Erectile Dysfunction Linked To Painkillers
May 15, 2013

Are Your Painkillers Causing Erectile Dysfunction?

Feeling a little droopy lately? A new study suggests that it may be due to the prescription painkillers you've been taking.

According to a new study published in the journal Spine, regularly taking prescription painkillers is associated with a higher risk of erectile dysfunction (ED). The team looked at 11,000 men with back pain, examining their health records to find out if taking prescription painkillers was linked to testosterone replacement or ED medications.

The researchers found that over 19 percent of men who took high-dose opioids such as hydrocodone and oxycodone for at least four months also received a prescription for ED compared to less than seven percent for men who were not taking painkillers.

"Men who take opioid pain medications for an extended period of time have the highest risk of ED," said lead author Richard A. Deyo, MD, MPH, investigator with the Kaiser Permanente Center for Health Research and Professor of Evidence-based Family Medicine at Oregon Health & Science University.

"This doesn't mean that these medications cause ED, but the association is something patients and clinicians should be aware of when deciding if opioids should be used to treat back pain."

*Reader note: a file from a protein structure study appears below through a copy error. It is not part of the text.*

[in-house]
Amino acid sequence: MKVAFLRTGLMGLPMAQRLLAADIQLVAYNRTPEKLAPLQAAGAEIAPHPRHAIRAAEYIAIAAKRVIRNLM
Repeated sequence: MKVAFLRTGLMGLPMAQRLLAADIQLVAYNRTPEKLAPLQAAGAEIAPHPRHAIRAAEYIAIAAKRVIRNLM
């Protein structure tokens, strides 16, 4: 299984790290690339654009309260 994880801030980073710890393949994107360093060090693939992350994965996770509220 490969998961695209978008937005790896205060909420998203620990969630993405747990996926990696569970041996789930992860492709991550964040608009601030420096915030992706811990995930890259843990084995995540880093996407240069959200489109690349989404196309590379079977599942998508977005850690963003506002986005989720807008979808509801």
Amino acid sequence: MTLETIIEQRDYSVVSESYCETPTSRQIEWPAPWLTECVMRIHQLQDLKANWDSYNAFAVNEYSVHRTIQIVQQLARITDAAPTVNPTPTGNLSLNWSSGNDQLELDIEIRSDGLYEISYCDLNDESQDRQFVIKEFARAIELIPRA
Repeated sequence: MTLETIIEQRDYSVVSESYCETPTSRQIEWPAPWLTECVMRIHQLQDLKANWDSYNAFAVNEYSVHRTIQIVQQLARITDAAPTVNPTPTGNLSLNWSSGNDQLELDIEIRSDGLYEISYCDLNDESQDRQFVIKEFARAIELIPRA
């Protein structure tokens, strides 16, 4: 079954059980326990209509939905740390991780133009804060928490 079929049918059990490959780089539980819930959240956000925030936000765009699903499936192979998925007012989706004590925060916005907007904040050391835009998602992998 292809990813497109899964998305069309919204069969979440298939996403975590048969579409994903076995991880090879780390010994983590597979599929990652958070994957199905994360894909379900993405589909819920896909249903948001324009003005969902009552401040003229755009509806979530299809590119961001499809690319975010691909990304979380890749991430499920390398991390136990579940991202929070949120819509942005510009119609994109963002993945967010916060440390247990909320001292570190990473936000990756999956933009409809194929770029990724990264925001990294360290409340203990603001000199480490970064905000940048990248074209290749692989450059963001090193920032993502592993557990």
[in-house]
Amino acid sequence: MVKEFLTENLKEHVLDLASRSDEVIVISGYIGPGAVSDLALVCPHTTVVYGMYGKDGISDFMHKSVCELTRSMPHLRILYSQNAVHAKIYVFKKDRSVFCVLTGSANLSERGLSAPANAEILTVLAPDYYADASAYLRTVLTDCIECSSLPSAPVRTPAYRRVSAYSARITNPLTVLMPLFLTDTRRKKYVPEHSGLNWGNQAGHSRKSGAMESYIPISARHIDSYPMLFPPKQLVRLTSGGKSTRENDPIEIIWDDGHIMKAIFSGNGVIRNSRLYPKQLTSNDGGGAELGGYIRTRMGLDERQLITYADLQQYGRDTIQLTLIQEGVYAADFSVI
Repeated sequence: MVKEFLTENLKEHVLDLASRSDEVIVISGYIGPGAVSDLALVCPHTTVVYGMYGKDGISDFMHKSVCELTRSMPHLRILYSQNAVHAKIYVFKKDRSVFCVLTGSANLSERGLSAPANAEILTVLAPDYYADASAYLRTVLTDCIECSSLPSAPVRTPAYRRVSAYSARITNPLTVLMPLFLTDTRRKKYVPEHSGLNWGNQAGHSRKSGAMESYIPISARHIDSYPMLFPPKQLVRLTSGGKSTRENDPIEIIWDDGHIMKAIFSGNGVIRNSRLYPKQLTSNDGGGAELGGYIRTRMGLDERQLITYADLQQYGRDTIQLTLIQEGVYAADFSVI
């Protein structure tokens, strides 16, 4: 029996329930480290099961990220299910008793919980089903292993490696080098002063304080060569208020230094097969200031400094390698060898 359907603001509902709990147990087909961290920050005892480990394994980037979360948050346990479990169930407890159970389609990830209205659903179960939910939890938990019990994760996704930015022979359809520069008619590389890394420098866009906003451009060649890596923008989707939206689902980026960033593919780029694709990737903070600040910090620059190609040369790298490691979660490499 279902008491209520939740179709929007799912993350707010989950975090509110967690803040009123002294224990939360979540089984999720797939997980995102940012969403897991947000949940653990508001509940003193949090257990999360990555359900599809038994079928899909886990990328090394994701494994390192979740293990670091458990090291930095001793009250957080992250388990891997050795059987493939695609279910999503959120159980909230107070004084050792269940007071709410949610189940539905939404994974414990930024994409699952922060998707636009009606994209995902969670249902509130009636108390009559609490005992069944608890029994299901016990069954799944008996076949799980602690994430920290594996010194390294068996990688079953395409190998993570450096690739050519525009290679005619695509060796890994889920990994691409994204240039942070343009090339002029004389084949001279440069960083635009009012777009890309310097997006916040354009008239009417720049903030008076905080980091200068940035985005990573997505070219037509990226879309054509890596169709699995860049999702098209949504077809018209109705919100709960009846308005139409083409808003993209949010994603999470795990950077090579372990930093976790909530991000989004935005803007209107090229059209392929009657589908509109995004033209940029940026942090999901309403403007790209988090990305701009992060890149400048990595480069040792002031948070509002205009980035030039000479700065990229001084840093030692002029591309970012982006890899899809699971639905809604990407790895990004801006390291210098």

According to the Centers for Disease Control and Prevention's Mortality and Morbidity Report, prescription painkiller sales quadrupled between 1999 and 2010. Another study estimates that 4.3 million adults in the US use painkiller medications on a regular basis.

"There is no question that for some patients opioid use is appropriate, but there is also increasing evidence that long-term use can lead to addiction, fatal overdoses, sleep apnea, falls in the elderly, reduced hormone production, and now erectile dysfunction," says Deyo, who has spent more than 30 years studying treatments for back pain.

The researchers said that 19 percent of men who took a high-dose of painkillers for at least four months also received ED medications or testosterone replacement. Over 12 percent of men who took low-dose painkillers for at least four months received the same ED and testosterone medications.

A study released last week at a press conference at the San Diego Convention Center found that nearly 75 percent of American men living with erectile dysfunction have not sought treatment out for the condition.

“Despite ED treatments being available to men for nearly 15 years as well as heavily promoted in mainstream media, one wonders why they are not seeking care known to improve their quality of life,” said Ajay Nangia, MD, Associate Professor of Urology, University of Kansas Medical Center. “We need to have a better understanding of where the disconnect between diagnosis and treatment occurs.”